I am here, despite it all

The elections have taken over everything. It’s been the dominant topic of conversation I overhear in the streets and on the bus; it’s what my colleagues and students talk about over breaks and occasionally in the classroom; and it’s all over my Twitter and Facebook feeds. People are rattled and they are truly afraid. Too many posts have been written about this at this point for me to even try to link to them all.

I want to use this post to offer a slightly different perspective. I am a foreign scholar, currently on a temporary contract and looking to find permanent employment in the United States. A few months ago I applied for a Green Card, and I’m still waiting for that process to run its course. This post is about what it’s like to decide to adopt a country that seems to have decided it may not want to adopt you back. I say this despite the fact that I know not a single person who’s expressed this thought to me, but clearly those people are out there. So while my American friends are talking about despairing and even leaving the country, I am working hard to become a member of their community. I’ve had several conversations with them about why I chose to come and stay here, and what my other options might be. Their desperation seems commensurate with their awareness of what things are like outside the United States,* so this post is my attempt to explain my own thinking on this topic. Continue reading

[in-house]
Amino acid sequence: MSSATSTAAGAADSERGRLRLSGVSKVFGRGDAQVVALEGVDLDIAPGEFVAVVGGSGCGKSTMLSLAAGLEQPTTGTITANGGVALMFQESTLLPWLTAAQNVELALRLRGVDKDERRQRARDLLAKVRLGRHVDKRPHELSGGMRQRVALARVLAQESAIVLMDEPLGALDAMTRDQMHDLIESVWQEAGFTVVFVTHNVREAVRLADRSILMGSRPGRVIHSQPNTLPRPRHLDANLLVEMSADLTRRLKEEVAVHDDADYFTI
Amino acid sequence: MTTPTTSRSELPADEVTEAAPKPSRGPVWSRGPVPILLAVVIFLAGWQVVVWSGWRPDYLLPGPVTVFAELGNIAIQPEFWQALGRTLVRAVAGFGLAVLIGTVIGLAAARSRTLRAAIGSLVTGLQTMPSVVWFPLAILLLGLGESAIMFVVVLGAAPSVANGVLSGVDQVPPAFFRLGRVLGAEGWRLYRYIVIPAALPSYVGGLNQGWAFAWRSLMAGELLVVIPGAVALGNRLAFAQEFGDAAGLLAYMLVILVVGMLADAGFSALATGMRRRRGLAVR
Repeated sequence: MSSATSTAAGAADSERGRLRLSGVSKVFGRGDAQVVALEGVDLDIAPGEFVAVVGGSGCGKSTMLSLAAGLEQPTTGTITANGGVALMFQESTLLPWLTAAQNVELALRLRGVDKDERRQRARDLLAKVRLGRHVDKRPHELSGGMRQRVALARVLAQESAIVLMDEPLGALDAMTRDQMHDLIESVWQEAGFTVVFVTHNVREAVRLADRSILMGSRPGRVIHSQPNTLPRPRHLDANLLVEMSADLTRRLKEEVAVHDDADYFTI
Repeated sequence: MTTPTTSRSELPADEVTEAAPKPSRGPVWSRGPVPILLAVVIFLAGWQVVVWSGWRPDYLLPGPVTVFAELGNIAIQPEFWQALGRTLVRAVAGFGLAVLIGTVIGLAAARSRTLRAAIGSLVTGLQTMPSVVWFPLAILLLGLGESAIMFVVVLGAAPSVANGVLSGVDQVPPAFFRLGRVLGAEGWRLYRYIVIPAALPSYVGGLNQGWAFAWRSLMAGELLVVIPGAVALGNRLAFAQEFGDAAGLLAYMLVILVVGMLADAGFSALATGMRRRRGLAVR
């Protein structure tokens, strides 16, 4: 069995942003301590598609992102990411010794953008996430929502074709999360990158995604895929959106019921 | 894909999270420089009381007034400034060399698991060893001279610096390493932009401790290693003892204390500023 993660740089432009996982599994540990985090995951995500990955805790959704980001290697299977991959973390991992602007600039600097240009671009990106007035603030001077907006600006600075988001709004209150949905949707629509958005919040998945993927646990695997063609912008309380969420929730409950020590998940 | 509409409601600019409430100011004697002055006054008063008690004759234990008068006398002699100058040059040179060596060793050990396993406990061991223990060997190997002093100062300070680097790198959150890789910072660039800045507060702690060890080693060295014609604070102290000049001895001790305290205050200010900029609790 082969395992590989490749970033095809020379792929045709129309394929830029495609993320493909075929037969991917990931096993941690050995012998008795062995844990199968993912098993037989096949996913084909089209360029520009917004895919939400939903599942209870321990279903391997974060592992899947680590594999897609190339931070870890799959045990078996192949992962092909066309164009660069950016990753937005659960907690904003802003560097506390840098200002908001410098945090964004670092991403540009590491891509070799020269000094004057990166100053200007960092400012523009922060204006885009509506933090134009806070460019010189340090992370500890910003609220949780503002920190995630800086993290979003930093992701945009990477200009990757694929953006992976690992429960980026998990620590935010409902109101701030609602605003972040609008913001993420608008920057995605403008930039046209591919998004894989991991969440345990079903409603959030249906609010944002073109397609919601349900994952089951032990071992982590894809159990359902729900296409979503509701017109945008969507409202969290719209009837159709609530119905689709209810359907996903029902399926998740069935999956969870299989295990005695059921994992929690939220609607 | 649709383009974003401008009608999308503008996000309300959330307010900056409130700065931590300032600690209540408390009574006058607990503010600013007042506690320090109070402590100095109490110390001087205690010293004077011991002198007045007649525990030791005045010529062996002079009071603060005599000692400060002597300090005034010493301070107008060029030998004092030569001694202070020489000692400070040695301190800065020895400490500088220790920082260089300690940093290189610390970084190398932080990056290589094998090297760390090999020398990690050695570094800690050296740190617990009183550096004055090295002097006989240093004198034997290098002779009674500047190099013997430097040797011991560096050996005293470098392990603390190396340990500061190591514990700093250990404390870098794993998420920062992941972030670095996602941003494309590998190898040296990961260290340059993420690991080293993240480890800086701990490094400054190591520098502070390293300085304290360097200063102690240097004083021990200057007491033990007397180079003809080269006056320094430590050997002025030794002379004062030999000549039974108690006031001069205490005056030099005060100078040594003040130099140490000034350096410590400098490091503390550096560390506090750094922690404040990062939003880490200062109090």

Academic Job Hunting for Aliens

or Academic Job search for non-resident* foreign nationals in the US

In which @scitrigrrl discover one way that academics are like fashion models

DISCLAIMER: I am not an immigration lawyer, Tenure She Wrote does not have an immigration lawyer as a consultant, and what I have written here about visas is only the most cursory of notes about common things. If you have questions, concerns, worries about your immigration status, talk you the international center at your university (if you’re in the US), the International Center at your prospective institution, contact a US Consulate, or look at the USCIS website.

When @TenureSheWrote asked for reader questions, one that came up was this:

As a foreigner in US academia, there are some interesting challenges that are not always obvious to US-nationals, and some of these can be surprising as a foreigner even after over a decade in the US, particularly at transition points along the career trajectory, such as applying for faculty positions** in the US. Continue reading